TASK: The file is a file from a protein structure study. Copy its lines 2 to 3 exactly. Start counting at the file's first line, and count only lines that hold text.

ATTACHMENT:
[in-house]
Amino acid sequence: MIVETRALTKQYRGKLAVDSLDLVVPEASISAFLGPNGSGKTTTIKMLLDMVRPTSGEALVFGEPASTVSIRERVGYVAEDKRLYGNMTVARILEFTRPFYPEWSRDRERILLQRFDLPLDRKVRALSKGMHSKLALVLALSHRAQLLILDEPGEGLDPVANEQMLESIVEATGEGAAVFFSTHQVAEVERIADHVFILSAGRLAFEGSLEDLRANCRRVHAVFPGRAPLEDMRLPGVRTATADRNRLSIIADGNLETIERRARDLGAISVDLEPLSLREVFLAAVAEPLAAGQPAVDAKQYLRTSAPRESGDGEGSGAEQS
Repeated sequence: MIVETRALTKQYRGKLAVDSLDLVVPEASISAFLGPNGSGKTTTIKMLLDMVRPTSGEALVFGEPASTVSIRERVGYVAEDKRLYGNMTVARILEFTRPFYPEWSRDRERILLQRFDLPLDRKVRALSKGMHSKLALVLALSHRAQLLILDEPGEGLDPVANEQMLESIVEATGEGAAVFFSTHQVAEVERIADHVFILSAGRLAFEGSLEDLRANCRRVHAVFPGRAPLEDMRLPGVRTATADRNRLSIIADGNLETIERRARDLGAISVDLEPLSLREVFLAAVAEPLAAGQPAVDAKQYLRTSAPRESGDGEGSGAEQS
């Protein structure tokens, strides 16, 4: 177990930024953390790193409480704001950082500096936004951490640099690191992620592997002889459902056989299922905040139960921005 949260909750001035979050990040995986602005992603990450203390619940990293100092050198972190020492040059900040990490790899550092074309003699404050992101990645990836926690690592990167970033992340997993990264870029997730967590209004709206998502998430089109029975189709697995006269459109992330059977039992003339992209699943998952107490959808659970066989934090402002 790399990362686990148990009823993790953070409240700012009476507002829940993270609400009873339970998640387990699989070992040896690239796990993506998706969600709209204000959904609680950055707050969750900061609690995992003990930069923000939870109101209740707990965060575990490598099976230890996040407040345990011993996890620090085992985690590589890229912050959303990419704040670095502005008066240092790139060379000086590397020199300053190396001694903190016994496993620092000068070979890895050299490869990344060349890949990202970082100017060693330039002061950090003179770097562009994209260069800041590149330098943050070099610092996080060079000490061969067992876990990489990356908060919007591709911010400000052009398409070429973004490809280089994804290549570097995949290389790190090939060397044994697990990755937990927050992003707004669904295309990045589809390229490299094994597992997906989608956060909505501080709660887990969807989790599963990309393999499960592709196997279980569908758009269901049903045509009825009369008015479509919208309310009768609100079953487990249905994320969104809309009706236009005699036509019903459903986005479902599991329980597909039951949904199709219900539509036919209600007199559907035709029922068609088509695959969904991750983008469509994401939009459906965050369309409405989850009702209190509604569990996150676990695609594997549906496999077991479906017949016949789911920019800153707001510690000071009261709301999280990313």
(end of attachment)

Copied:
Amino acid sequence: MIVETRALTKQYRGKLAVDSLDLVVPEASISAFLGPNGSGKTTTIKMLLDMVRPTSGEALVFGEPASTVSIRERVGYVAEDKRLYGNMTVARILEFTRPFYPEWSRDRERILLQRFDLPLDRKVRALSKGMHSKLALVLALSHRAQLLILDEPGEGLDPVANEQMLESIVEATGEGAAVFFSTHQVAEVERIADHVFILSAGRLAFEGSLEDLRANCRRVHAVFPGRAPLEDMRLPGVRTATADRNRLSIIADGNLETIERRARDLGAISVDLEPLSLREVFLAAVAEPLAAGQPAVDAKQYLRTSAPRESGDGEGSGAEQS
Repeated sequence: MIVETRALTKQYRGKLAVDSLDLVVPEASISAFLGPNGSGKTTTIKMLLDMVRPTSGEALVFGEPASTVSIRERVGYVAEDKRLYGNMTVARILEFTRPFYPEWSRDRERILLQRFDLPLDRKVRALSKGMHSKLALVLALSHRAQLLILDEPGEGLDPVANEQMLESIVEATGEGAAVFFSTHQVAEVERIADHVFILSAGRLAFEGSLEDLRANCRRVHAVFPGRAPLEDMRLPGVRTATADRNRLSIIADGNLETIERRARDLGAISVDLEPLSLREVFLAAVAEPLAAGQPAVDAKQYLRTSAPRESGDGEGSGAEQS